Tentorium cerebelli

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Skull open, lateral view
Skull open, cranial view
supratentorial and infratentorial space
View of the tentorium cerebelli (7) with the skull open

The tentorium cerebelli (dt. Cerebellar tent ) is a horizontal, coarse meningeal structure inside the skull, which divides its interior into a supratentorial (above the tentorium) and an infratentorial (below the tentorium) space. Immediately above this is the occipital lobe of the cerebrum , and below it is the cerebellum .


The tentorium cerebelli is a connective tissue formation of the inner layer ( lamina interna ) of the hard meninges ( dura mater ). It covers the posterior cranial fossa ( fossa cranii posterior ) like a roof and is located in the fissura transversa cerebri (formerly also known as fissura telencephalicodiencephalis ).

The cerebellar tent extends laterally between the temporal bone and the transverse sinus . It is fixed dorsally on the internal occipital protuberance , laterally on both sides at the edges of the transverse sinus sulcus and rostrally on the superior margin of the temporal bone pyramid and runs near the apex of the temporal bone over the trigeminal impression , from there it runs medially to the dorsum sellae , where it is reaches the processus clinoideus posterior and further rostrally with a branch the processus clinoideus anterior . It forms the so-called plicae petroclinoideae anteriores et posteriores on these structures . At the sulcus sinus transversus the root of the tentorium encompasses the sinus transversus and at the upper edge of the temporal bone the sinus petrosus superior . Medially, between the legs of the tentorium, the structure known as the incisura tentorii (tentorium slit ) is formed, through which the mesencephalon with the arteriae cerebri posteriores , nervi trochleares and nervi oculomotorii passes. The bottom of the Tentoriumschlitzes forms the dorsum sellae The notch tentorii is rostrally from the sphenoid bone is limited and forms the only connection between the supratentorial (above the tentorium located) and the infratentorial (below the tentorium located) subarachnoid space in which cerebrospinal fluid is .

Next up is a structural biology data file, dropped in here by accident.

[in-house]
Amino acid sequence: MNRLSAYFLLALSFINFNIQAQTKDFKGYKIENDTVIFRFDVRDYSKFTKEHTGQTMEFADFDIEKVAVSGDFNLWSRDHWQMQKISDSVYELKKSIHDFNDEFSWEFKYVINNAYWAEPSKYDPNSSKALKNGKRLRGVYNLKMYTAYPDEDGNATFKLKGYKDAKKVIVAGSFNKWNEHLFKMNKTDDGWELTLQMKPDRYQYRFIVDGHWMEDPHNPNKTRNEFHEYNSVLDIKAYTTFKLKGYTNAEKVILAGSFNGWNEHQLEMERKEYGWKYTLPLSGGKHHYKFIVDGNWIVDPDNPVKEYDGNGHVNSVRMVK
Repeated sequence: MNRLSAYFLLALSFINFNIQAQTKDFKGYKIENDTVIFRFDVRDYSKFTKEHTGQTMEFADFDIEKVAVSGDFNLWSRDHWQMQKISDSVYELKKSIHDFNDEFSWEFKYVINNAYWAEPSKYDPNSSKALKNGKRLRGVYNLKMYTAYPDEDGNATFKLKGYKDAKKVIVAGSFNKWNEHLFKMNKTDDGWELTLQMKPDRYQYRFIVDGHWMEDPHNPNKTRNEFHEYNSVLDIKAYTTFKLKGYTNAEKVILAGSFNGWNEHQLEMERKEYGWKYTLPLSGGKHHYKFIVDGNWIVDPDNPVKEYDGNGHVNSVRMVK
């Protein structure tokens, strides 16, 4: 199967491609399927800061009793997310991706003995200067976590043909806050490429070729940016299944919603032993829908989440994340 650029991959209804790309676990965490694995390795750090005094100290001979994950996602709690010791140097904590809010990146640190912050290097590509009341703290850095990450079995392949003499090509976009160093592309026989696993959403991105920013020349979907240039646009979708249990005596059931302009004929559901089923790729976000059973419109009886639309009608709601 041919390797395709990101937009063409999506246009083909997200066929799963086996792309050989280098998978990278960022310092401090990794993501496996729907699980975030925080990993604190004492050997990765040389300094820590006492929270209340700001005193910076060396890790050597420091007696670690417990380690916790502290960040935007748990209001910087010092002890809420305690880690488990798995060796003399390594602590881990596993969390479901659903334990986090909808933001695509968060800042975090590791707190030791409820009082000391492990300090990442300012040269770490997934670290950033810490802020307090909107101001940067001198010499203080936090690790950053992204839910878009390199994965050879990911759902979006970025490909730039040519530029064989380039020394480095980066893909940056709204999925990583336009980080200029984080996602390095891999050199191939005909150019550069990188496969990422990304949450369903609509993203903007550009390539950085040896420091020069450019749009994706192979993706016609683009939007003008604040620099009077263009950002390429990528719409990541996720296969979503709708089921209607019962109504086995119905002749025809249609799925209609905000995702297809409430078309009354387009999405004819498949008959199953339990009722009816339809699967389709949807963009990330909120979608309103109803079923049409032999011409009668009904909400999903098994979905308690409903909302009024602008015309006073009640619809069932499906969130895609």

The transition between falx cerebri and tentorium cerebelli, where the rectus sinus is located, is located on the midline of the tent ridge . Together with the falx cerebri, the cerebellar tent forms a tension belt system that mechanically stabilizes the skull capsule from the inside. The tentorium cerebelli carries the dorsal half of the telencephalon and thus prevents its pressure on the cerebellum . This system prevents major mass shifts in the brain in the event of trauma and reduces deformations and tears in brain structures.

Special features in animals

The anatomical structure of a tentorium cerebelli occurs regularly in birds and mammals , but not in fish , amphibians and reptiles . The morphology differs between the individual species: while in some smaller mammals, such as bats , guinea pigs , hamsters , mice , opossums and rats, there is only one bilateral symmetrical meningeal partition that only separates the lateral parts of the cerebellum and the cerebrum, see above In larger mammals such as cats , dogs , deer , goats , dolphins, etc., these meninges are united and form a kind of septum (diaphragm) that separates the rear parts of the cerebral hemispheres from the cerebellum and leaves only one passage free for the brain stem .

Sagittal section through a horse's skull. 12 = tentorium cerebelli osseum; 8 anterior, 9 middle, 10 posterior fossa